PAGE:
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Jan 7, 2012

Understanding memoQ's term extraction stopword codes

Recently I shared a link to a small stopword list for a minor language, which I had set up as a memoQ resource for a friend, and another translator questioned why I had coded the stopwords as I did. My answer was truthful: no good reason. I had simply copied the practice in Kilgray's default files for other languages. As I looked further into discussions of term extraction and stopwords on the memoQ Yahoogroups list, I realized that I was not the only one who had a hard time getting a clear picture of how things actually work. So I decided to learn by experiment.
First I created a stopword list with nonsense words having every possible coding combination. A memoQ stopword list is a test file with an XML header and *.mqres extension, with a structure that looks like this:
<memoqresource resourcetype="Stopwords" version="1.0">
  <resource>
    <guid>2b077cde-8c10-4ee1-86db-14eb42f010cc</guid>
    <filename>KSL_test-stopwords_EN.mqres</filename>
    <name>KSL_test-stopwords-EN</name>
    <description>For testing only</description>
    <language>eng</language>
  </resource>
</memoqresource>
gak    111
unga   101
munga  011
kunga  110
fra    000
blu    100
bly    001
bla    010
The entries in the stopword list (here the nonsense words gak through bla) are each followed by a tab and a three digit binary code. The first digit of this code controls whether a phrase is excluded from the list of candidates if it begins with this entry. (Kilgray calls this "blocks as first".) The second digit of the code controls whether a phrase is excluded if the entry occurs within it (not at the beginning nor at the end, Kilgray calls this "blocks inside"). The third digit controls whether a phrase is excluded if the entry occurs at its end ("blocks as last").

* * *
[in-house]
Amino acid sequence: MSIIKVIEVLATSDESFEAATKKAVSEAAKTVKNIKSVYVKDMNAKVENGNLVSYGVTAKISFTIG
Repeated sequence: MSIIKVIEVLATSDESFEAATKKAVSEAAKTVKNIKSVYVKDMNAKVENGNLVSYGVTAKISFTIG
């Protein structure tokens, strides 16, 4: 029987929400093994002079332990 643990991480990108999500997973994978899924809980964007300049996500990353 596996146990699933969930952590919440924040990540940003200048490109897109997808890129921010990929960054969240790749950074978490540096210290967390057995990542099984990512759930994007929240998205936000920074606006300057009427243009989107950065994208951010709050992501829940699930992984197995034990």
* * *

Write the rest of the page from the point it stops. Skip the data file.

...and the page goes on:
A "1" means yes, "0" means no. So "011" means
  • allowed at the start of the phrase,
  • not allowed inside the phrase
  • not allowed at the end of a phrase
Thus kunga will cause a phrase to be excluded if it occurs at the start of or inside the phrase, but not at the end. Phrases ending with kunga might appear in the list of candidates.

My test file contained the sentence
The quick brown fox jumped over the lazy dog 
repeated four times in three blocks for each test stopword, with the stopword substituted at the beginning, inside and at the end of "over the lazy dog":
The quick brown fox jumped unga the lazy dog. The quick brown fox jumped unga the lazy dog. The quick brown fox jumped unga the lazy dog. The quick brown fox jumped unga the lazy dog.
The quick brown fox jumped over unga lazy dog. The quick brown fox jumped over unga lazy dog. The quick brown fox jumped over unga lazy dog. The quick brown fox jumped over unga lazy dog.
The quick brown fox jumped over the lazy unga. The quick brown fox jumped over the lazy unga. The quick brown fox jumped over the lazy unga. The quick brown fox jumped over the lazy unga.
After the term extraction, the following four-word phrases from the text chunk of interest were found with the stopwords:
fra The lazy dog
bly The lazy dog
bla The lazy dog

munga
The lazy dog

over unga lazy dog

over fra lazy dog
over blu lazy dog
over bly lazy dog

over The lazy kunga
over The lazy fra
over The lazy blu
over The lazy bla
All these occurrences follow the defined rules as you can see from the stopword list above. None of the stopwords occurred singly in the extraction candidates, of course. So entering "000" as the code for a stopword will exclude that stopword alone but not in any phrase.

How is this relevant in practice? In English, for example, words like in, the and first are uninteresting by themselves and belong in a stopword list. But a phrase containing them, like "in the first instance" might indeed be of interest. In cases like that, the proper code for these stopwords might be "001" or "101" (allowing inside in both cases, at the beginning as well in the first case) might be appropriate. These are matters of judgment that will differ for each language. One user commented that he finds it more useful to be very restrictive in the extraction ("111") and add phrases during the actual translation, and I am inclined to follow this practice as well. Where one discovers exceptions, the stopword rules can always be edited in various places in memoQ.





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